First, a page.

NY Review: 'Getting the Business'

NY Review: 'Getting the Business'

at the Clurman Theatre

By Sam Thielman

August 13, 2012


Photo by Jon Kandel
Why don't middle-aged men understand that it's creepy to write the role of a middle-aged man who gets seduced by a sexy girl (or boy, for that matter) and then cast yourself in the part? This is the question that hangs like a bad smell over Victor L. Cahn's "Getting the Business," for which the writer-actor has managed to snag the redoubtable Susan Louise O'Connor, lately the maid in the Rialto revival of "Blithe Spirit" and also a wonderful addition to "What to Do When You Hate All Your Friends," "See Bob Run," and a dozen other unfortunately little seen shows Off-and Off-Off-Broadway.

O'Connor is more than a match for Cahn in the workplace comedy, nonsensically billed as a "farce noir." The noir part is sort of apparent in the play's sleazy MBA-infested netherworld of an ad agency, where contemporary computers and references to email clash with guys who answer the phone "Howsaboy?" and store the few files that aren't in drawers on "disks," whatever those may be. Farce, though, it ain't.

It's not very convincing either, and there's never any doubt that Patricia, O'Connor's scheming secretary, is going to outmaneuver Bert, Cahn's blundering good-old-boy (s)executive. Director Adam Fitzgerald tries to sow some doubt just before intermission when Bert, brandishing a golf club, appears to be about to coerce Patricia into giving up the ultimate workplace perk prior to the blackout. When the lights come back up everything is back to normal, and we're left to wonder if we've skipped a few pages between the rapelike scene we just saw and the entendre-laden back-and-forth we're watching now.

O'Connor walks off with the play. It's a mercy that she's always on stage, typing away perkily or sashaying across the office in gigantic heels. She stays loose, which is a minor miracle given the tightness of Tristan Raines' costumes, and when she sinks a putt on Bert's fold-up practice green, she punctuates the shot—and her gotcha-now line—with a deeply satisfied "Boom!"

But beyond that there's not much to see. The plot never goes anywhere remotely unexpected, and I suppose the main attraction is getting another chance to watch O'Connor strut her stuff, literally and figuratively, however drab the setting.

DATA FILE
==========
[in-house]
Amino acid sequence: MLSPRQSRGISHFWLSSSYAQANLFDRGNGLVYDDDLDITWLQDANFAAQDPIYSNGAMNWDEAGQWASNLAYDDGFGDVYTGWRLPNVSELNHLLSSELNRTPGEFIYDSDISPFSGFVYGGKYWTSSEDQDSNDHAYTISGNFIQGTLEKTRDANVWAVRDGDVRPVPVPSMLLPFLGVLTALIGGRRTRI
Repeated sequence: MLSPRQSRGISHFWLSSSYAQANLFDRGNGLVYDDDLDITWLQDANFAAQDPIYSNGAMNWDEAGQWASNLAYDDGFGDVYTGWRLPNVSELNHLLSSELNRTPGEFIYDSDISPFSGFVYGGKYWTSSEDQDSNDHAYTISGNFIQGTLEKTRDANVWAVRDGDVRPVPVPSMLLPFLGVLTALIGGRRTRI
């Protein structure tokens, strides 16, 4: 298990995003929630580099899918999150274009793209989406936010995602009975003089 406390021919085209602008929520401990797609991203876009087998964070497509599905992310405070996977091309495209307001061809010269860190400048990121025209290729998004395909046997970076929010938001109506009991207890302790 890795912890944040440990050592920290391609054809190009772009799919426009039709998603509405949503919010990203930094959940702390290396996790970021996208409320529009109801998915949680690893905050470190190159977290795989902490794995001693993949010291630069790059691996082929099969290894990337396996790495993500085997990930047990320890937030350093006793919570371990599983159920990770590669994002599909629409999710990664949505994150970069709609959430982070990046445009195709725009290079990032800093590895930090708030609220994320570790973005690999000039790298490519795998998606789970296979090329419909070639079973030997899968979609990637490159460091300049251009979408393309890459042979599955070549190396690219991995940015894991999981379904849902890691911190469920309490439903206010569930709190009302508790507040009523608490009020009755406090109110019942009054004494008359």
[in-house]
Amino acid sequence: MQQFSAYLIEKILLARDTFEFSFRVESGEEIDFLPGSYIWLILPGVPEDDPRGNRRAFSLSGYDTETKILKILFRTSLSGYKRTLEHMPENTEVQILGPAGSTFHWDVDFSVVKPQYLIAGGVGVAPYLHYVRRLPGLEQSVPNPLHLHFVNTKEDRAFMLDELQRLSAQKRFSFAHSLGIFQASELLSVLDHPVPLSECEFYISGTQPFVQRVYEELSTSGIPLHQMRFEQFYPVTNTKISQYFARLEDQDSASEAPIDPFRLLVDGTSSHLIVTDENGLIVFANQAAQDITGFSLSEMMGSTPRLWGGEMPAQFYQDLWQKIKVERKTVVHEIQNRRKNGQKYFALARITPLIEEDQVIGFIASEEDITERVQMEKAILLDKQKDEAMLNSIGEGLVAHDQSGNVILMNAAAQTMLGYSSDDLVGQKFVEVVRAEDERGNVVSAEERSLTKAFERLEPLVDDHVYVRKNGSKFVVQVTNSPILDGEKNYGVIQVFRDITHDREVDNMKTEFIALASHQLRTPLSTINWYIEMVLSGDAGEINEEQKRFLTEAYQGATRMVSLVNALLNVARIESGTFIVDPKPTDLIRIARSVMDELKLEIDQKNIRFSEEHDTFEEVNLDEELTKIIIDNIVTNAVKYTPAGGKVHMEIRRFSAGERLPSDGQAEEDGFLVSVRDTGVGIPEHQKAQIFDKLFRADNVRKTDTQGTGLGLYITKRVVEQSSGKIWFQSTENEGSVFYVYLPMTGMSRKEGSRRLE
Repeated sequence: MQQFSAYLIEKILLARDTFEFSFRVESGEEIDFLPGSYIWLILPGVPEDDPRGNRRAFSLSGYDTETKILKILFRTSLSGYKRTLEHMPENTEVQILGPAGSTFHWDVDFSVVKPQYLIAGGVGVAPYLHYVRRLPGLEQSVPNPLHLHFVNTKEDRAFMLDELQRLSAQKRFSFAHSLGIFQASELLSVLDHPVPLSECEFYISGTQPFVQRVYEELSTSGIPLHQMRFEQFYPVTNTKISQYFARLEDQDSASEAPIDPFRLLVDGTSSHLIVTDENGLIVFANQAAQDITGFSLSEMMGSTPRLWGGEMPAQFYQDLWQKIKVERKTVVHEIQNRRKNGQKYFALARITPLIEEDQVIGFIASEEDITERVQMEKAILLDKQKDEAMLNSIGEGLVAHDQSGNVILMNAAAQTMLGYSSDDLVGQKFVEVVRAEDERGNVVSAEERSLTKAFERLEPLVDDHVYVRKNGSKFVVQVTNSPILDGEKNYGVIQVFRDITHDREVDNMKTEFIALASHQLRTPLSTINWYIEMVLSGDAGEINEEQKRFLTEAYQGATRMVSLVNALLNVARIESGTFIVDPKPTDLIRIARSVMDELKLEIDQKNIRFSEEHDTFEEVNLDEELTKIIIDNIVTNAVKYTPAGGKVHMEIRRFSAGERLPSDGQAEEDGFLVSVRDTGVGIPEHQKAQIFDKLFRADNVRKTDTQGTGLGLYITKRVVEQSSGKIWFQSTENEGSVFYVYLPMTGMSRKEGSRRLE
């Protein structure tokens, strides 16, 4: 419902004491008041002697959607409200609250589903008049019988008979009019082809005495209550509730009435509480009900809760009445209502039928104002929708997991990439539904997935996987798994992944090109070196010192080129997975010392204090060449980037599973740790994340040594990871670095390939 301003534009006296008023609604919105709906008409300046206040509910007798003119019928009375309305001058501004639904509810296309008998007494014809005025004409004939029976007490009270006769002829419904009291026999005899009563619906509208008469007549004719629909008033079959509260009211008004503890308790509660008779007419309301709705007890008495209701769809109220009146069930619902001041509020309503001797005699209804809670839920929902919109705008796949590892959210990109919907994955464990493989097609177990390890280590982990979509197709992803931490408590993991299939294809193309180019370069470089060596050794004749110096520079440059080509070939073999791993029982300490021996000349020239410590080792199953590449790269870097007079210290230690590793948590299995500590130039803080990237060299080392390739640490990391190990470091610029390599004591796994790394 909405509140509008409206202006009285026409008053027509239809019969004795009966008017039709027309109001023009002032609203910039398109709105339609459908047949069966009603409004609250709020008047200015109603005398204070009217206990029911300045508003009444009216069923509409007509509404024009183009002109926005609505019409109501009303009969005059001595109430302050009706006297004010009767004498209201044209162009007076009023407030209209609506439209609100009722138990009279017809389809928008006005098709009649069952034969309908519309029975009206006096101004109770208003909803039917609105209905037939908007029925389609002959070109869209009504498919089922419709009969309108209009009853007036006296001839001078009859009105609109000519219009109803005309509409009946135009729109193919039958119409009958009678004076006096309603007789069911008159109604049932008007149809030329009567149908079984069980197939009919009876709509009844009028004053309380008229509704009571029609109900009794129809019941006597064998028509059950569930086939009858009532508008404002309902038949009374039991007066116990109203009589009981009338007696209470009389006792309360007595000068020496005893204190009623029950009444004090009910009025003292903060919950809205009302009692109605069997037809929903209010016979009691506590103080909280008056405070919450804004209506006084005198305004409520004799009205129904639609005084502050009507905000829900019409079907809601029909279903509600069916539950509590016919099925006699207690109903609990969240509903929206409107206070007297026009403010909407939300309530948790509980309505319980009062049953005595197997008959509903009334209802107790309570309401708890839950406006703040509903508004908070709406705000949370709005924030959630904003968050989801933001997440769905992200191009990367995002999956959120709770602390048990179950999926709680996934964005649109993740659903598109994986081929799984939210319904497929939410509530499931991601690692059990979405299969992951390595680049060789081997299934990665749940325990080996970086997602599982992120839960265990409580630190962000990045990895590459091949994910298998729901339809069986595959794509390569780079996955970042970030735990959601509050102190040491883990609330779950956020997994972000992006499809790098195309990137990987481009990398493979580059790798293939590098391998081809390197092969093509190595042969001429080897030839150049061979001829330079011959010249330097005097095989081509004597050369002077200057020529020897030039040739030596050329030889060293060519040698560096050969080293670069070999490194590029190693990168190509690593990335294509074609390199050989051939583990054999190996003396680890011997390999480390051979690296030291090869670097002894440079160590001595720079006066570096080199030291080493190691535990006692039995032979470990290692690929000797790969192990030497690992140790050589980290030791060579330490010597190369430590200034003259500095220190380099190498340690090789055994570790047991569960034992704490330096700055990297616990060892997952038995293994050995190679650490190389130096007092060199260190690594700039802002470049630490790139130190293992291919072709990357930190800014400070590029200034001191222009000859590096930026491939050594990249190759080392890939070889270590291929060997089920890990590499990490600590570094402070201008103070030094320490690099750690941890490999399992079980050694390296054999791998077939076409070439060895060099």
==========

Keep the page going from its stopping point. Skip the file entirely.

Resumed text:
Presented by Rachel Reiner Productions at the Clurman Theatre, 410 W. 42nd St., NYC. Aug. 13–Sept. 1. Thu.–Sat., 8 p.m.; Sun., 3 p.m. (212) 239-6200, (800) 432-7250, or www.telecharge.com.


NY Review: 'Getting the Business'

at the Clurman Theatre

By Sam Thielman

August 13, 2012


PHOTO CREDIT
Jon Kandel
Why don't middle-aged men understand that it's creepy to write the role of a middle-aged man who gets seduced by a sexy girl (or boy, for that matter) and then cast yourself in the part? This is the question that hangs like a bad smell over Victor L. Cahn's "Getting the Business," for which the writer-actor has managed to snag the redoubtable Susan Louise O'Connor, lately the maid in the Rialto revival of "Blithe Spirit" and also a wonderful addition to "What to Do When You Hate All Your Friends," "See Bob Run," and a dozen other unfortunately little seen shows Off-and Off-Off-Broadway.

O'Connor is more than a match for Cahn in the workplace comedy, nonsensically billed as a "farce noir." The noir part is sort of apparent in the play's sleazy MBA-infested netherworld of an ad agency, where contemporary computers and references to email clash with guys who answer the phone "Howsaboy?" and store the few files that aren't in drawers on "disks," whatever those may be. Farce, though, it ain't.

It's not very convincing either, and there's never any doubt that Patricia, O'Connor's scheming secretary, is going to outmaneuver Bert, Cahn's blundering good-old-boy (s)executive. Director Adam Fitzgerald tries to sow some doubt just before intermission when Bert, brandishing a golf club, appears to be about to coerce Patricia into giving up the ultimate workplace perk prior to the blackout. When the lights come back up everything is back to normal, and we're left to wonder if we've skipped a few pages between the rapelike scene we just saw and the entendre-laden back-and-forth we're watching now.

O'Connor walks off with the play. It's a mercy that she's always on stage, typing away perkily or sashaying across the office in gigantic heels. She stays loose, which is a minor miracle given the tightness of Tristan Raines' costumes, and when she sinks a putt on Bert's fold-up practice green, she punctuates the shot—and her gotcha-now line—with a deeply satisfied "Boom!"

But beyond that there's not much to see. The plot never goes anywhere remotely unexpected, and I suppose the main attraction is getting another chance to watch O'Connor strut her stuff, literally and figuratively, however drab the setting.

Presented by Rachel Reiner Productions at the Clurman Theatre, 410 W. 42nd St., NYC. Aug. 13–Sept. 1. Thu.–Sat., 8 p.m.; Sun., 3 p.m. (212) 239-6200, (800) 432-7250, or www.telecharge.com.
 
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